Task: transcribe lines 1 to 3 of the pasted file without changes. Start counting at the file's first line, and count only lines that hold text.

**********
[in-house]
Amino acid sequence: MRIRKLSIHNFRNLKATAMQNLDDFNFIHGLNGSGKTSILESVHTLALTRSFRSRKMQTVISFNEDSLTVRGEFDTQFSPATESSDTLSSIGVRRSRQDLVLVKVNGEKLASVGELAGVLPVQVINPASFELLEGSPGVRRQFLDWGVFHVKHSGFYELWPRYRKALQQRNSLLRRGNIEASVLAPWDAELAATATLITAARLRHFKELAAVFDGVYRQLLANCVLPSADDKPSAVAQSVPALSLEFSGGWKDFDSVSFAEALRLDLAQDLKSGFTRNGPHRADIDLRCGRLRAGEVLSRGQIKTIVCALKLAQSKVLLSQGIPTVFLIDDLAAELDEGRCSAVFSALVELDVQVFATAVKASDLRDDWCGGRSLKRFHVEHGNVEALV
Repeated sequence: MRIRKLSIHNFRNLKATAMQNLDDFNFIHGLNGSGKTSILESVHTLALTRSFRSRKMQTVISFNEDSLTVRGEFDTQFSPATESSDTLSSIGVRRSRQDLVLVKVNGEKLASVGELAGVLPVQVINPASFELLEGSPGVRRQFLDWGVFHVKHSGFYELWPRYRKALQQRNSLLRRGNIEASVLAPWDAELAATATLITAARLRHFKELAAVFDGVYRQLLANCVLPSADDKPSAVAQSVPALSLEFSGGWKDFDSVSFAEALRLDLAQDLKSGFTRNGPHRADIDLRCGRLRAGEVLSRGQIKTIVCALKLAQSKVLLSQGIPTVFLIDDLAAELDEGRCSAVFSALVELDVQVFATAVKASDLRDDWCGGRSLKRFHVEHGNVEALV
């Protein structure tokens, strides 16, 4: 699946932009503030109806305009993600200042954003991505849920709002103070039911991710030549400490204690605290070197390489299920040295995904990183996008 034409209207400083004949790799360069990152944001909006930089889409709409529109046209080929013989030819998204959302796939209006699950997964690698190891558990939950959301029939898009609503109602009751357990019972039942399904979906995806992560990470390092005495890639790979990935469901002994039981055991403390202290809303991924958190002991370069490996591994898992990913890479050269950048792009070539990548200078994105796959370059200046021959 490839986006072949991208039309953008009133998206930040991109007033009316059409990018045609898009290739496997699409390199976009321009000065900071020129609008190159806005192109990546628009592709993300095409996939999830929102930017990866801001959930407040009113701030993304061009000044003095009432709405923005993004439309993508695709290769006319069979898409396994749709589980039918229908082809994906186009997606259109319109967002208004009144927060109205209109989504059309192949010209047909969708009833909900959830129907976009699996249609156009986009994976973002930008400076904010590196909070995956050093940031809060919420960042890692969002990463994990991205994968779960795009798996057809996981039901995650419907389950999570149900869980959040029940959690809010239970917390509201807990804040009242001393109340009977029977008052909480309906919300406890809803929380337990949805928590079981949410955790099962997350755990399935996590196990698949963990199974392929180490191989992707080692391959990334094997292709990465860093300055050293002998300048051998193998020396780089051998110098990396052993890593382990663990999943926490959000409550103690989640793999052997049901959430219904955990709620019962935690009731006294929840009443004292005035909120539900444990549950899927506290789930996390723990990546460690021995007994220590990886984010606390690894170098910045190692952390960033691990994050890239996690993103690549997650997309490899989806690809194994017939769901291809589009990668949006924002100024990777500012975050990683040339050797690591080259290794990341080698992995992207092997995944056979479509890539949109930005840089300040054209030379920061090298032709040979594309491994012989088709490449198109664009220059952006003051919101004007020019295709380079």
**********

[in-house]
Amino acid sequence: MRIRKLSIHNFRNLKATAMQNLDDFNFIHGLNGSGKTSILESVHTLALTRSFRSRKMQTVISFNEDSLTVRGEFDTQFSPATESSDTLSSIGVRRSRQDLVLVKVNGEKLASVGELAGVLPVQVINPASFELLEGSPGVRRQFLDWGVFHVKHSGFYELWPRYRKALQQRNSLLRRGNIEASVLAPWDAELAATATLITAARLRHFKELAAVFDGVYRQLLANCVLPSADDKPSAVAQSVPALSLEFSGGWKDFDSVSFAEALRLDLAQDLKSGFTRNGPHRADIDLRCGRLRAGEVLSRGQIKTIVCALKLAQSKVLLSQGIPTVFLIDDLAAELDEGRCSAVFSALVELDVQVFATAVKASDLRDDWCGGRSLKRFHVEHGNVEALV
Repeated sequence: MRIRKLSIHNFRNLKATAMQNLDDFNFIHGLNGSGKTSILESVHTLALTRSFRSRKMQTVISFNEDSLTVRGEFDTQFSPATESSDTLSSIGVRRSRQDLVLVKVNGEKLASVGELAGVLPVQVINPASFELLEGSPGVRRQFLDWGVFHVKHSGFYELWPRYRKALQQRNSLLRRGNIEASVLAPWDAELAATATLITAARLRHFKELAAVFDGVYRQLLANCVLPSADDKPSAVAQSVPALSLEFSGGWKDFDSVSFAEALRLDLAQDLKSGFTRNGPHRADIDLRCGRLRAGEVLSRGQIKTIVCALKLAQSKVLLSQGIPTVFLIDDLAAELDEGRCSAVFSALVELDVQVFATAVKASDLRDDWCGGRSLKRFHVEHGNVEALV